Cassandra: I'm more a pantser than a plotter. I tend to jump into the first scene that comes to mind and go from there. Research, attempts to plot, and vague outlines follow. It's probably a bit cart-before-the-horse, but it's the way I work best.
What do you enjoy most about writing?
Kate: Writing can be a really great escape. I as a writer can sink into the world of other people or go to other places. There's a part of me that has also always really loved telling stories; I'm guessing that comes from my dad, who is not much of a writer but is a great storyteller.
What are some jobs you've done that would end up in a book?
Dev: Ah, that's where I think I have an advantage over many writers. I've had a lot of jobs and a few of them have already shown up in books. I've been a sales girl, a business owner, a waitress, a counselor, a commercial diver, a lab rat, a teacher and a scientist. So far I've written about divers, teachers, waiters and scientists. I love incorporating my old jobs into stories.
Kate: Most of my jobs have been pretty mundane—I folded shirts at the Gap when I was in college and I've worked in publishing for more than a decade, which has totally been done. It surprises me that I still haven't written a novel about a violinist; I've played the violin since I was 9, so maybe it's too close to home. Or maybe someday I'll write a violinist character! I coached debate for a while, and I have a WIP sitting on my hard drive about a debate coach that I may finish one of these days—you don't see a lot of romances about debate coaches.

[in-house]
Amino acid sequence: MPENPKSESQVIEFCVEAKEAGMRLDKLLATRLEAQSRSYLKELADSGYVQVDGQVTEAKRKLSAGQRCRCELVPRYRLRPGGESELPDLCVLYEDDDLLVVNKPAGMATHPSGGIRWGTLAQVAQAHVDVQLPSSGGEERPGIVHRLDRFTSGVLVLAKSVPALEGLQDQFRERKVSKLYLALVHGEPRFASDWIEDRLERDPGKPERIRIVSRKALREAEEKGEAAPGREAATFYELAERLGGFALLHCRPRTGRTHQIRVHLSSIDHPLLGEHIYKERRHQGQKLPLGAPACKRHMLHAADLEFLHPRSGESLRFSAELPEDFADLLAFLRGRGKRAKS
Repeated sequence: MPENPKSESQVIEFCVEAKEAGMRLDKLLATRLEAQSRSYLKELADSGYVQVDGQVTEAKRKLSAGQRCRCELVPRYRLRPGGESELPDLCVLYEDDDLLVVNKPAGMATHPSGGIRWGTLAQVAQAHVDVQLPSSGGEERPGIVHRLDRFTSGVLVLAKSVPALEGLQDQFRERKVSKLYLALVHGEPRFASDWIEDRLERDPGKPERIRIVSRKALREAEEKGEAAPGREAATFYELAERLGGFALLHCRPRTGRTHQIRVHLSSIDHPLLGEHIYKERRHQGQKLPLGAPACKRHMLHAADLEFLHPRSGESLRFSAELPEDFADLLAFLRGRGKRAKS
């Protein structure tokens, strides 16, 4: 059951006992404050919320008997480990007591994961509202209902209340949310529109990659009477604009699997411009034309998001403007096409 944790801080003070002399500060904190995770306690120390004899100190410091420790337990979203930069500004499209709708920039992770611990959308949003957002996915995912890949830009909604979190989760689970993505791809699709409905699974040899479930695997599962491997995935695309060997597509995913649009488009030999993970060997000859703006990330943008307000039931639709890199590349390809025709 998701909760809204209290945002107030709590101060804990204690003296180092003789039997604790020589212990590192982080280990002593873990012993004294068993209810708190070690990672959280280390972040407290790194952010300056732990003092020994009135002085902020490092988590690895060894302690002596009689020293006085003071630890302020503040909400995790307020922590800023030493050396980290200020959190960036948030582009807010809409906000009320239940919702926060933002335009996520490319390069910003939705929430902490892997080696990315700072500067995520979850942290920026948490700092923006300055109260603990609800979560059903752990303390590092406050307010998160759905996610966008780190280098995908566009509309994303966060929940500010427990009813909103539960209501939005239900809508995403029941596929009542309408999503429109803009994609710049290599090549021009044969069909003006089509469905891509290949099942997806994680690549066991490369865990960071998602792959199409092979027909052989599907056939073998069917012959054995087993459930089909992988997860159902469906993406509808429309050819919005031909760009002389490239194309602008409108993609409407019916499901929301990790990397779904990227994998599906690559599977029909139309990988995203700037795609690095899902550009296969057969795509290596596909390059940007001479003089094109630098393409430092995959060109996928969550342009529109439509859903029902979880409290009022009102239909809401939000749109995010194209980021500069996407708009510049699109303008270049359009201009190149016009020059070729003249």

As a child, what was your favorite thing about school?
JA: Paste! I realize this does not make me sound like a promising intellectual specimen, but I didn't eat it. I just really liked the way it smelled.
Tell us an embarrassing story that has to do with a pet. If you have no pets, a story about a significant other will do. ^_^
Kate: My cat is insane. I got her as a kitten from a cat rescue, and she was this little furry ball of energy. I used to worry about leaving her home alone all day while I was at work, and it turned out my fear was somewhat justified; I came home one day and found that my living room was wrecked, as if the cat had gone on a bender. She had somehow knocked the hutch off the top of my desk and dragged the throw blanket from the couch across the room, among other things. There was no major property damage, and the cat was totally fine. Now she antagonizes me by stealing hair elastics out of my purse.
Do you play any online, board, or role-playing games? Which ones?
JA: I'm very open about my Clue obsession. But I also have a thing for Spider Solitaire. I have fantasies about playing in a professional Spider Solitaire tournament, but I want it to be just as serious and cut-throat as chess tournaments were in the Bobby Fischer era.